The majority of Web users believe that Internet service providers should bear the burden for protecting their customers from spam, viruses and other malicious attacks, latest research has found.
Research company MORI found that 58 percent of 1,006 consumer respondents said ISPs needed to work harder to protect their customers. Seventeen percent said the IT industry was responsible for securing them against attacks, while only a small number (11 percent) thought it was the government's duty.
"Most people realise but don't say that they expect ISPs to care about cleaning the service, rather than leaving it to the desktop [users]," said Andrew Radley, senior product manager for StreamShield, the company that commissioned MORI's research. "That's a straight message to the ISP community."
But the respondents also said they were willing to pay more for a better service and would even switch providers to avoid the attacks. 54 percent of those surveyed said they would pay up to £2 more a month for a better service, while almost a third (32 percent) said they would change ISPs.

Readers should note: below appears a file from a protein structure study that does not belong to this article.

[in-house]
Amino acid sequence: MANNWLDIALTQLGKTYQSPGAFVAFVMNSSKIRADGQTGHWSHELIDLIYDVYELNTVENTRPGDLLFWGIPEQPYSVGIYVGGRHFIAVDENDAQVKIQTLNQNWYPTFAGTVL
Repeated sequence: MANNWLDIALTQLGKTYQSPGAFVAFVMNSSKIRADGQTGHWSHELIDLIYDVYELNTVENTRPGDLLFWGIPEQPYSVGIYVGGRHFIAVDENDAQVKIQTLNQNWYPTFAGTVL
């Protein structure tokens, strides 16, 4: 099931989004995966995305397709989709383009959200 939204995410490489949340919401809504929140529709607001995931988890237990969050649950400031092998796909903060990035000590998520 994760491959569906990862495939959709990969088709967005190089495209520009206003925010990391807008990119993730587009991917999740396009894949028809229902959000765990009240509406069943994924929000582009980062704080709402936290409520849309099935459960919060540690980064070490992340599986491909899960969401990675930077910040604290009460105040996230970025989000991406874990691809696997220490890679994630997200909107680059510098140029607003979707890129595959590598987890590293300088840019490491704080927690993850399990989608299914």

Last week, BT's head of security said that BT could protect customers from denial-of-service attacks, but would not provide the service for free.
"Why should ISPs do something?" said John Regnault, head of security technology for BT. "It's very much as if people want something for nothing. It is a question of what a customer is prepared to buy."
Radley believes ISPs are moving to protect their business customers: "The ISPs I've spoken to are keen to clean up their networks. It tends to be the business environment networks that pay."
"What is less common is action on the retail-orientated side to prevent collective attacks being generated. But that's coming up as a priority," Radley added.
The results came from a 2004 MORI consumer survey on Internet risks and threats.